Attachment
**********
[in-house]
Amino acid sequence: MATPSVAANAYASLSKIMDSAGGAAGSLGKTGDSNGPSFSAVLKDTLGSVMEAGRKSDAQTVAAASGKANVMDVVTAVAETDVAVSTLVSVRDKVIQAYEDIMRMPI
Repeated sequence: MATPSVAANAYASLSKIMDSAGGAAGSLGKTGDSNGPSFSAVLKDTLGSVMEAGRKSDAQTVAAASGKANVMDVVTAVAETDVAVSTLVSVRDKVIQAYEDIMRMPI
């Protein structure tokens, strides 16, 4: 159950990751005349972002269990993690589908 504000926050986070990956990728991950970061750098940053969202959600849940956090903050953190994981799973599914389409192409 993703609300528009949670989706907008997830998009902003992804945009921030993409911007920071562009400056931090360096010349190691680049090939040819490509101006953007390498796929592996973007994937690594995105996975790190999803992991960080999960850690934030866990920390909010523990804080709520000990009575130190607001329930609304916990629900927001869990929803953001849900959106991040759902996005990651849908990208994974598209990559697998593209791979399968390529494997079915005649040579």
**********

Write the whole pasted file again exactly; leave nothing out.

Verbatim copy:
[in-house]
Amino acid sequence: MATPSVAANAYASLSKIMDSAGGAAGSLGKTGDSNGPSFSAVLKDTLGSVMEAGRKSDAQTVAAASGKANVMDVVTAVAETDVAVSTLVSVRDKVIQAYEDIMRMPI
Repeated sequence: MATPSVAANAYASLSKIMDSAGGAAGSLGKTGDSNGPSFSAVLKDTLGSVMEAGRKSDAQTVAAASGKANVMDVVTAVAETDVAVSTLVSVRDKVIQAYEDIMRMPI
């Protein structure tokens, strides 16, 4: 159950990751005349972002269990993690589908 504000926050986070990956990728991950970061750098940053969202959600849940956090903050953190994981799973599914389409192409 993703609300528009949670989706907008997830998009902003992804945009921030993409911007920071562009400056931090360096010349190691680049090939040819490509101006953007390498796929592996973007994937690594995105996975790190999803992991960080999960850690934030866990920390909010523990804080709520000990009575130190607001329930609304916990629900927001869990929803953001849900959106991040759902996005990651849908990208994974598209990559697998593209791979399968390529494997079915005649040579």